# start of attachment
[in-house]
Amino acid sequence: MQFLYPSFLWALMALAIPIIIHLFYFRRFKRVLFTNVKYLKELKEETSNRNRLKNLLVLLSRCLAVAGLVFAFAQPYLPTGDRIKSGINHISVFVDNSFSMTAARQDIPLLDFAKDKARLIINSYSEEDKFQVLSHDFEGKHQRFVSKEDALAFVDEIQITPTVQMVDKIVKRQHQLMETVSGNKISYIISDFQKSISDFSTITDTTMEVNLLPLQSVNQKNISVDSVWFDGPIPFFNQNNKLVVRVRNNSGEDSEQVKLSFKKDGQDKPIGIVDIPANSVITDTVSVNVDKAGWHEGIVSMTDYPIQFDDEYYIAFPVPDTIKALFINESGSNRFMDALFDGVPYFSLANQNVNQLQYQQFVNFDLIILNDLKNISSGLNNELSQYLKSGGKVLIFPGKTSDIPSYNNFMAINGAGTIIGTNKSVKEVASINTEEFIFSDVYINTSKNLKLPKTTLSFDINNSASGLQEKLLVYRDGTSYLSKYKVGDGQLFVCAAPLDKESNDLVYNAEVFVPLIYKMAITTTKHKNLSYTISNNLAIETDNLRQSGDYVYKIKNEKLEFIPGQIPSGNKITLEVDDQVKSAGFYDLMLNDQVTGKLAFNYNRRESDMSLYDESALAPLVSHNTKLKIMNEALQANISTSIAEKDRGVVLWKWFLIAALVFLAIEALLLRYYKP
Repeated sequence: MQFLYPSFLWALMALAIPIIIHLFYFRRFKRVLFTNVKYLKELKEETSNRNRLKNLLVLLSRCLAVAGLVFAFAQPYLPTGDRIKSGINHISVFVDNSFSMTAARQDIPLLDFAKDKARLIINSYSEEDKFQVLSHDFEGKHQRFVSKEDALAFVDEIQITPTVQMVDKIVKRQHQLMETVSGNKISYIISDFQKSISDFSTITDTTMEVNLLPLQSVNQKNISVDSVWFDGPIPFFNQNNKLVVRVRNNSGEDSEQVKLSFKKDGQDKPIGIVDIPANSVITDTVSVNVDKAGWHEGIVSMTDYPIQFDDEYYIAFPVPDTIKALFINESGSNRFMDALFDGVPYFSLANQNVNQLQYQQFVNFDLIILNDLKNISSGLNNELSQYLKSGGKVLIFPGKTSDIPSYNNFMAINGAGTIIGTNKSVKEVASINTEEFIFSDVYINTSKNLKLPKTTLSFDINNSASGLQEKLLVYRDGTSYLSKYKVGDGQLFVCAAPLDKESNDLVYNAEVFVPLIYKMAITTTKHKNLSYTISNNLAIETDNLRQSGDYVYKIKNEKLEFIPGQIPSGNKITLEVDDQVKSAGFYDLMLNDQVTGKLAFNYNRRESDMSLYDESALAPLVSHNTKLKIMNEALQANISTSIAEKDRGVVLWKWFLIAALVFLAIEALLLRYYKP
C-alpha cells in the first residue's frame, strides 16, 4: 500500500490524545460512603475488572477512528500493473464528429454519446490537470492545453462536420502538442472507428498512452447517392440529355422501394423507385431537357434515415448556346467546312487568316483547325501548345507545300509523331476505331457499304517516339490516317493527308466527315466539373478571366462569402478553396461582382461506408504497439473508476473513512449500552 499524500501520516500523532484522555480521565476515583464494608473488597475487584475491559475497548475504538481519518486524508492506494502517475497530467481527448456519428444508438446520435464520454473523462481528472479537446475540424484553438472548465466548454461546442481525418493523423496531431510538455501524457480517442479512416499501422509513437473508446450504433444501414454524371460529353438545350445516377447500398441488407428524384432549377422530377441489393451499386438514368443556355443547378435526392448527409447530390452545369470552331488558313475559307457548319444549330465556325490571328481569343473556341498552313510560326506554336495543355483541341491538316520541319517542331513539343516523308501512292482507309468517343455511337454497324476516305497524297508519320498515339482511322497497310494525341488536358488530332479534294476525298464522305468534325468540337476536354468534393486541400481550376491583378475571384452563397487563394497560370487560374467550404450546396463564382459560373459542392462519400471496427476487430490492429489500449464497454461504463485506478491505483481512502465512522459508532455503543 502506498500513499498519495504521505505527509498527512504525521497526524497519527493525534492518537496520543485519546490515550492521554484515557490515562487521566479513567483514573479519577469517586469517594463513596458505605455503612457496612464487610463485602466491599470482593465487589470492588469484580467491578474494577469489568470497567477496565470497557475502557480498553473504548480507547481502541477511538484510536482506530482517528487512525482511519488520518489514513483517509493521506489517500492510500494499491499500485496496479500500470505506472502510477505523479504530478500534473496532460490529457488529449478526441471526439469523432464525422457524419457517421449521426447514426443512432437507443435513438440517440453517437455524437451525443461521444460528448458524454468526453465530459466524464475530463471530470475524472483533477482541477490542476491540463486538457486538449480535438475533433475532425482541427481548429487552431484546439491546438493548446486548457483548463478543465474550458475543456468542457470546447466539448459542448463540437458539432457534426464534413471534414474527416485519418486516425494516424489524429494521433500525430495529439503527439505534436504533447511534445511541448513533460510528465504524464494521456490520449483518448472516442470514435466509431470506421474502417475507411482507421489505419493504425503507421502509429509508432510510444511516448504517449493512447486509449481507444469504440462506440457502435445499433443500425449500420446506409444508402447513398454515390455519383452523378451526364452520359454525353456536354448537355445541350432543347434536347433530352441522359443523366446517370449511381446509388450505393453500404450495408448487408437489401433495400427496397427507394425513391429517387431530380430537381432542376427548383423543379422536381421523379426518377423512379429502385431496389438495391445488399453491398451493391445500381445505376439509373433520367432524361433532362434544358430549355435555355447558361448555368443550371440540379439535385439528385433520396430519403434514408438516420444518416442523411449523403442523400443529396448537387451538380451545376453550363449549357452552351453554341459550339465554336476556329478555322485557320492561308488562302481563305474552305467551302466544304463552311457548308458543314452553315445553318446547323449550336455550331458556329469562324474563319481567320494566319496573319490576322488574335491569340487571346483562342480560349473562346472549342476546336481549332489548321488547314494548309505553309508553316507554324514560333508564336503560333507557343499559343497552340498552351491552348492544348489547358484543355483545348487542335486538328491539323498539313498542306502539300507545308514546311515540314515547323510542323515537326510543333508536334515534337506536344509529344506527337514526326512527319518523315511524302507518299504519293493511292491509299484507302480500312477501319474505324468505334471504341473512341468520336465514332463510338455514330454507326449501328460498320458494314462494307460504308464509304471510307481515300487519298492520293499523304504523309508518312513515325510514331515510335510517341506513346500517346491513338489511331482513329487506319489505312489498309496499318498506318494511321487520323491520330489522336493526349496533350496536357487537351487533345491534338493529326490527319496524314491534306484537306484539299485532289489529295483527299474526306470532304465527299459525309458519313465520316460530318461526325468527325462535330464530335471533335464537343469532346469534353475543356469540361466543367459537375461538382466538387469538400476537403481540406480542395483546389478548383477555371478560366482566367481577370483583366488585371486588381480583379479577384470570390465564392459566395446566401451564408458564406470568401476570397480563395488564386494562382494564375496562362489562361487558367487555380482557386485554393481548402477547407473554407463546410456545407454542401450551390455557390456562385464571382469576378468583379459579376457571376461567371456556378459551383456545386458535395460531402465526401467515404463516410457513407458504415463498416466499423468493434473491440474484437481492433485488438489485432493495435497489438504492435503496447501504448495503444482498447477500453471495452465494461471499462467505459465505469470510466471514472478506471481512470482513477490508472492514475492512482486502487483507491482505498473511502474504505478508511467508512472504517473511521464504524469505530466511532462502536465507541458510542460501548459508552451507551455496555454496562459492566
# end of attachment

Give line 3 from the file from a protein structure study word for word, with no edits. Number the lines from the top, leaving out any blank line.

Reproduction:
Repeated sequence: MQFLYPSFLWALMALAIPIIIHLFYFRRFKRVLFTNVKYLKELKEETSNRNRLKNLLVLLSRCLAVAGLVFAFAQPYLPTGDRIKSGINHISVFVDNSFSMTAARQDIPLLDFAKDKARLIINSYSEEDKFQVLSHDFEGKHQRFVSKEDALAFVDEIQITPTVQMVDKIVKRQHQLMETVSGNKISYIISDFQKSISDFSTITDTTMEVNLLPLQSVNQKNISVDSVWFDGPIPFFNQNNKLVVRVRNNSGEDSEQVKLSFKKDGQDKPIGIVDIPANSVITDTVSVNVDKAGWHEGIVSMTDYPIQFDDEYYIAFPVPDTIKALFINESGSNRFMDALFDGVPYFSLANQNVNQLQYQQFVNFDLIILNDLKNISSGLNNELSQYLKSGGKVLIFPGKTSDIPSYNNFMAINGAGTIIGTNKSVKEVASINTEEFIFSDVYINTSKNLKLPKTTLSFDINNSASGLQEKLLVYRDGTSYLSKYKVGDGQLFVCAAPLDKESNDLVYNAEVFVPLIYKMAITTTKHKNLSYTISNNLAIETDNLRQSGDYVYKIKNEKLEFIPGQIPSGNKITLEVDDQVKSAGFYDLMLNDQVTGKLAFNYNRRESDMSLYDESALAPLVSHNTKLKIMNEALQANISTSIAEKDRGVVLWKWFLIAALVFLAIEALLLRYYKP